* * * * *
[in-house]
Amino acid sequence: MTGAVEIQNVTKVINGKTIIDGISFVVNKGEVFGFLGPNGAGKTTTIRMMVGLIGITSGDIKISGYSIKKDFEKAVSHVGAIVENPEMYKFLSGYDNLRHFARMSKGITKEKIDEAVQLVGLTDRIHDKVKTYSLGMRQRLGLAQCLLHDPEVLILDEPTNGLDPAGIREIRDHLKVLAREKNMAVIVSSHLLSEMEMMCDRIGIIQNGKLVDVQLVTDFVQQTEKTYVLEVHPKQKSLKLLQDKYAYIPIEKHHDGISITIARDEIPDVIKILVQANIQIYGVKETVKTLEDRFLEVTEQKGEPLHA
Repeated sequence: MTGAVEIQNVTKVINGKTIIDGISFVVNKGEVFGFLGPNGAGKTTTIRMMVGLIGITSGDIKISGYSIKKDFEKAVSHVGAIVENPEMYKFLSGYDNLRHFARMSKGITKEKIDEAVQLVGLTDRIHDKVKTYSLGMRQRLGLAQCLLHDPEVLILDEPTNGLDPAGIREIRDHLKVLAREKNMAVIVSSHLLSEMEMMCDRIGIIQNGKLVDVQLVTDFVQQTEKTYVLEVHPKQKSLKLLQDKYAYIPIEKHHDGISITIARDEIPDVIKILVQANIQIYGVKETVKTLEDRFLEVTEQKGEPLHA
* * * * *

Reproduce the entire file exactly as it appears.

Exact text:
[in-house]
Amino acid sequence: MTGAVEIQNVTKVINGKTIIDGISFVVNKGEVFGFLGPNGAGKTTTIRMMVGLIGITSGDIKISGYSIKKDFEKAVSHVGAIVENPEMYKFLSGYDNLRHFARMSKGITKEKIDEAVQLVGLTDRIHDKVKTYSLGMRQRLGLAQCLLHDPEVLILDEPTNGLDPAGIREIRDHLKVLAREKNMAVIVSSHLLSEMEMMCDRIGIIQNGKLVDVQLVTDFVQQTEKTYVLEVHPKQKSLKLLQDKYAYIPIEKHHDGISITIARDEIPDVIKILVQANIQIYGVKETVKTLEDRFLEVTEQKGEPLHA
Repeated sequence: MTGAVEIQNVTKVINGKTIIDGISFVVNKGEVFGFLGPNGAGKTTTIRMMVGLIGITSGDIKISGYSIKKDFEKAVSHVGAIVENPEMYKFLSGYDNLRHFARMSKGITKEKIDEAVQLVGLTDRIHDKVKTYSLGMRQRLGLAQCLLHDPEVLILDEPTNGLDPAGIREIRDHLKVLAREKNMAVIVSSHLLSEMEMMCDRIGIIQNGKLVDVQLVTDFVQQTEKTYVLEVHPKQKSLKLLQDKYAYIPIEKHHDGISITIARDEIPDVIKILVQANIQIYGVKETVKTLEDRFLEVTEQKGEPLHA